His books, including the best-selling “Healing Back Pain: The Mind-Body Connection,” became popular largely through word of mouth. Thousands of people have claimed to have been cured by reading them.
His ideas inspired online support forums that doubled almost as shrines to him, and he received glowing endorsements from celebrities like Anne Bancroft, Larry David and Howard Stern, who dedicated his autobiography to the doctor.
Another who swore by him, the financial writer and Wall Street trader Edward Siedle, described Dr. Sarno in a Forbes column as “the most brilliant doctor in America and unfortunately, a largely neglected national treasure.”
The mainstream medical community, however, generally dismissed his theories as simplistic and unscientific, and felt that he went too far in saying that emotional factors not only worsen chronic pain, but also directly cause it.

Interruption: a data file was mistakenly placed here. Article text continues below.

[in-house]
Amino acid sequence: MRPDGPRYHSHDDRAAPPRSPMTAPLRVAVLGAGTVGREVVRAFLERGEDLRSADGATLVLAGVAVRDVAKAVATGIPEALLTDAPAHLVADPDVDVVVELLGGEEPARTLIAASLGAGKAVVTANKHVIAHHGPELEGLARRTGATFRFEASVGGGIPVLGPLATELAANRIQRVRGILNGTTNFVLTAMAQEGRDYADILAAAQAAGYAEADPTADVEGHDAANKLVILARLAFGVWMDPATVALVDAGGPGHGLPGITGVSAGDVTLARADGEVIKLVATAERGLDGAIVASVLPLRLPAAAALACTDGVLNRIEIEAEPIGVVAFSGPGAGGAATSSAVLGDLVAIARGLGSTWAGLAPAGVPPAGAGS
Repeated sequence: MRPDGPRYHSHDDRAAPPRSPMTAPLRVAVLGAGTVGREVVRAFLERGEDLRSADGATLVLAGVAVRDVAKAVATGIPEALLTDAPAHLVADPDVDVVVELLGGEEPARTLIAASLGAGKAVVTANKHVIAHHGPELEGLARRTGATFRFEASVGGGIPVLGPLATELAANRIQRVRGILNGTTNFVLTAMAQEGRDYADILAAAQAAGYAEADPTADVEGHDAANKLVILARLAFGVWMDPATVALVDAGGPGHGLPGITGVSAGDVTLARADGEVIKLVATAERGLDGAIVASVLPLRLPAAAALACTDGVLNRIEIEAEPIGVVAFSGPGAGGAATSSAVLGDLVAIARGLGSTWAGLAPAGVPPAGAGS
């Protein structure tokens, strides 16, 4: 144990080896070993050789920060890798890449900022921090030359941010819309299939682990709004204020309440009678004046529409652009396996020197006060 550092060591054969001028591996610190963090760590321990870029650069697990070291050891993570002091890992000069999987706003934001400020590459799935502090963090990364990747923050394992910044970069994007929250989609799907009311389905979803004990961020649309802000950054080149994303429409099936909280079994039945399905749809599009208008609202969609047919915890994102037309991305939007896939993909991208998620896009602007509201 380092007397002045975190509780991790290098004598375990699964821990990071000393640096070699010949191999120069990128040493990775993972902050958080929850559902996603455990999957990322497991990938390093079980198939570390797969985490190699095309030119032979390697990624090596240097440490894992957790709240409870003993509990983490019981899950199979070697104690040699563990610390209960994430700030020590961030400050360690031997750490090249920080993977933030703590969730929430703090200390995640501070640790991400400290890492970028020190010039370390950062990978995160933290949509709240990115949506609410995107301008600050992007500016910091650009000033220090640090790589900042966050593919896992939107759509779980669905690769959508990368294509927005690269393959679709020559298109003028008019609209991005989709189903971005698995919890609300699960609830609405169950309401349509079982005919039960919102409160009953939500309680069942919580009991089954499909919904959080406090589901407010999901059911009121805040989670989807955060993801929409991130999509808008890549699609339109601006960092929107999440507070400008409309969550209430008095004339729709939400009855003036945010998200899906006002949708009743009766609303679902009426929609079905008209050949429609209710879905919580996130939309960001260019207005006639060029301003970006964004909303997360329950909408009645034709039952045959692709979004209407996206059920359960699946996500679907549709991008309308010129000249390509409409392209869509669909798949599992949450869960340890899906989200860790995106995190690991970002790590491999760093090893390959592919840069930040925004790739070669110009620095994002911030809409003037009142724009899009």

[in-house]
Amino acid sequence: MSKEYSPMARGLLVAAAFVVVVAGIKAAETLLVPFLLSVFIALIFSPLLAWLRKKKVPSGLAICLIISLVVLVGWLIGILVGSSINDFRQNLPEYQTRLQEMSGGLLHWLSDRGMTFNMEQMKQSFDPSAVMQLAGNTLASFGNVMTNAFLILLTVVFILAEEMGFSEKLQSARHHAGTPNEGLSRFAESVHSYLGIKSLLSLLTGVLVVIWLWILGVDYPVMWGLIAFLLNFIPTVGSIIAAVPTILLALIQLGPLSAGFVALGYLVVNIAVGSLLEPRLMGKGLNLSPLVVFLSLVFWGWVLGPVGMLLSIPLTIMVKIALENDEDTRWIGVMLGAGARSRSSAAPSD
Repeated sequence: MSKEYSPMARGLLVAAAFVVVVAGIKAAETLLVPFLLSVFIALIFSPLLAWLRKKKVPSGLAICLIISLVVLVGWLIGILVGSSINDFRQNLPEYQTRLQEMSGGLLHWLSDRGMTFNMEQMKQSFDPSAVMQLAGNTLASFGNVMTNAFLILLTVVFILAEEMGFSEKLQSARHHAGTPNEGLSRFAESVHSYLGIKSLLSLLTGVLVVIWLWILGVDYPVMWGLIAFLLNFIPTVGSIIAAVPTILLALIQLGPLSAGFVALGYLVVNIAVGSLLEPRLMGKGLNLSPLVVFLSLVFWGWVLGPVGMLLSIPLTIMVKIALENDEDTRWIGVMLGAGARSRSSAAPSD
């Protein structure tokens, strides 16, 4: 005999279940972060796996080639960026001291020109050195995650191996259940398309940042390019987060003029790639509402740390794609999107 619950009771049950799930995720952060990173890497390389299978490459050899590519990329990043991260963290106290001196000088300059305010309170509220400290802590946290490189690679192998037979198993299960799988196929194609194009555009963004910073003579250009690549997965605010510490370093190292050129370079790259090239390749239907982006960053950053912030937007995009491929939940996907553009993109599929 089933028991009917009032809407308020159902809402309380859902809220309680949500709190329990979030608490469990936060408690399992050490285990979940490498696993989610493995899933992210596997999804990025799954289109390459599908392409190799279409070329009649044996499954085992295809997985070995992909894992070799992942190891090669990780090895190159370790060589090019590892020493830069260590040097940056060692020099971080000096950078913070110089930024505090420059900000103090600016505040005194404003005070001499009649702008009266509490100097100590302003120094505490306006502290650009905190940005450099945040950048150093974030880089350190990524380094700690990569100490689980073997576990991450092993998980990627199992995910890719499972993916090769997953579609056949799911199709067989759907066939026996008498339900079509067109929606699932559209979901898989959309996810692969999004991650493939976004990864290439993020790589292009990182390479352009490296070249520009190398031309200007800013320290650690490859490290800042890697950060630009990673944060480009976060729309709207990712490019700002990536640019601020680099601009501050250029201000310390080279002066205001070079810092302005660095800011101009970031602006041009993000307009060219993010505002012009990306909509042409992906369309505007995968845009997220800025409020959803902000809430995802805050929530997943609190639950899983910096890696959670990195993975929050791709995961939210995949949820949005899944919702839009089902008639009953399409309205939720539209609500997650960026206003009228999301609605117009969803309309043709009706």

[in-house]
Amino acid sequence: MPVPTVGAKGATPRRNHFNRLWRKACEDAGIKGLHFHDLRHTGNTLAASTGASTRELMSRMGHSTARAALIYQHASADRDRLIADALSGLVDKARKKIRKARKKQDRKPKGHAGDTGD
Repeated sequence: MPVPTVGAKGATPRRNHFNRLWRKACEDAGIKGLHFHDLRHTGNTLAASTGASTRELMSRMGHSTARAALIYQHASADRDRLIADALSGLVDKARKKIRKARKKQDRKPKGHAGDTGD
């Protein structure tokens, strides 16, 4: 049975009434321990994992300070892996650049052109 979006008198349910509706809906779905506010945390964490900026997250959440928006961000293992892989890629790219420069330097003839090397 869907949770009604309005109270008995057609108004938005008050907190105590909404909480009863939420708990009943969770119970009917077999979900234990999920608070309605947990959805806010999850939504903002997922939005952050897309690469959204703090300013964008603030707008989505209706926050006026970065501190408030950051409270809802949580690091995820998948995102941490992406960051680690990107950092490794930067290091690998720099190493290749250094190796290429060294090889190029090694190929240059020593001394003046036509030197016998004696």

“His views are definitely considered on the fringe,” said Dr. Christopher Gharibo, a pain management specialist at the Langone Medical Center at N.Y.U. “His position was that almost all chronic pain is purely psychological and ‘all in the head,’ which I certainly disagree with.”
Eric Sherman, a psychotherapist who worked with Dr. Sarno for many years, recalled how Dr. Sarno’s colleagues would belittle him behind his back in lunchtime conversations at N.Y.U., even as some would visit him privately for their ailments.
“It was him against the world, yet he was never afraid of not fitting in,” Dr. Sherman said. “He had a ‘damn the torpedoes’ perspective on his work, and was notoriously indifferent to others’ opinions of him.”
Dr. Sarno, who specialized in rehabilitation medicine, developed his theories over almost 50 years at N.Y.U. He gave the various forms of chronic pain the collective name “tension myositis syndrome” (T.M.S.), which, apart from its psychological roots, he attributed to mild oxygen deprivation caused…